PrimeMD, a Pain Reporting Smartphone Application for Patients Undergoing Head and Neck Radiation

Jeffrey M. Friedman, MD, PhD; H. Omer Ikizler, MD; Kevin Johnson, Ryan Ber, MD; Mary S. Dietrich, MS, PhD, Anthony Cmelak, and MD; Sheila Ridner, PhD, RN
Published: Monday, May 01, 2017
Head and neck cancer

Jeffrey M. Friedman, MD, PhD



Head and neck cancer patients develop severe, debilitating symptoms during radiation therapy. Ecological momentary assessment (EMA) of patient-reported outcome measures (PROMs), such as pain, may improve provider awareness of morbidity and improve patient engagement and satisfaction in their care. We demonstrated the feasibility of an application (app) for Android and iOS named PrimeMD for four-times-daily monitoring of pain and severe symptoms in head and neck cancer patients.


Patients undergoing radiation therapy for head and neck cancer that owned and could use a smartphone were recruited from 1 academic medical center. Patient demographics were measured at enrollment. Patients entered pain ratings, use of pain medications, and the presence of severe symptoms for the duration of their radiation treatments. At the conclusion of radiotherapy patients gave an exit interview.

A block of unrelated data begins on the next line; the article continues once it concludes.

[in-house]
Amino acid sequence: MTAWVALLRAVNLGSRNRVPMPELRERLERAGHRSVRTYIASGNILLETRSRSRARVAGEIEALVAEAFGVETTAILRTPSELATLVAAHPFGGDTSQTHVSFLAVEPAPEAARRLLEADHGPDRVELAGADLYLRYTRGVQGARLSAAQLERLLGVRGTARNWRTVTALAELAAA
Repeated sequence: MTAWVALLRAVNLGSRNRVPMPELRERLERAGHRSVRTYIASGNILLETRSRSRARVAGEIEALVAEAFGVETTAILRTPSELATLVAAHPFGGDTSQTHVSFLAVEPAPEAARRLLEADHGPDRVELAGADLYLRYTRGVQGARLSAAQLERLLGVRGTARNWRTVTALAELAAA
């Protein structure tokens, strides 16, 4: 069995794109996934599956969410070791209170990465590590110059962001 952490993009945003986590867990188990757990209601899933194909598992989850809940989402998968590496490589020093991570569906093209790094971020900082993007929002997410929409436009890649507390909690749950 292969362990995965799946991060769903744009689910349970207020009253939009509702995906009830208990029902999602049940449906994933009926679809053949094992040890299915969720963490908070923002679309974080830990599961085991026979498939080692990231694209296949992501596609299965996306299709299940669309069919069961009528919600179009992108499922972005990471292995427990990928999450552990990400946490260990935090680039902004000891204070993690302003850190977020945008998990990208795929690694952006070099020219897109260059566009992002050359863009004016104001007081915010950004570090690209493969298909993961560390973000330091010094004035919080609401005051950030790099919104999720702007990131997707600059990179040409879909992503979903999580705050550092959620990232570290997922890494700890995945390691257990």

24 patients used the app. Mean age was 59; 46% were female, 92% identified as Caucasian. Forty-two percent had oropharyngeal disease, and all were lymph node positive. Median number of radiation fractions was 33 (range 25-35) with median dose of 6461 cGy; median treatment time 45 days (range 35-50). Median days of at least one use of the app was 12.5 (range 4-45). At the exit interview patients’ median satisfaction was 9/10 and usability was rated at 9.5/10.


Patients experiencing pain and severe symptoms from radiotherapy are able to use a smartphone app for real-time monitoring. Adherence may be improved by adjusting alarms to patient preferences and enabling two-way communication with providers.


Head and neck cancer is the sixth-most common cancer worldwide; there is a male preponderance and the median age of diagnosis is in the early 1960s.1 Patients undergoing definitive radiation treatment for locally-advanced head and neck cancer develop severe symptoms during the first 4 weeks of treatment. Radiation mucositis is a debilitating symptom of radiation treatment and affects about 80% of patients; sufferers may become unable to eat within days.2-4 Approximately half of patients eventually need feeding tube placement to maintain adequate nutrition, and some require hospitalization for supportive care.2,5
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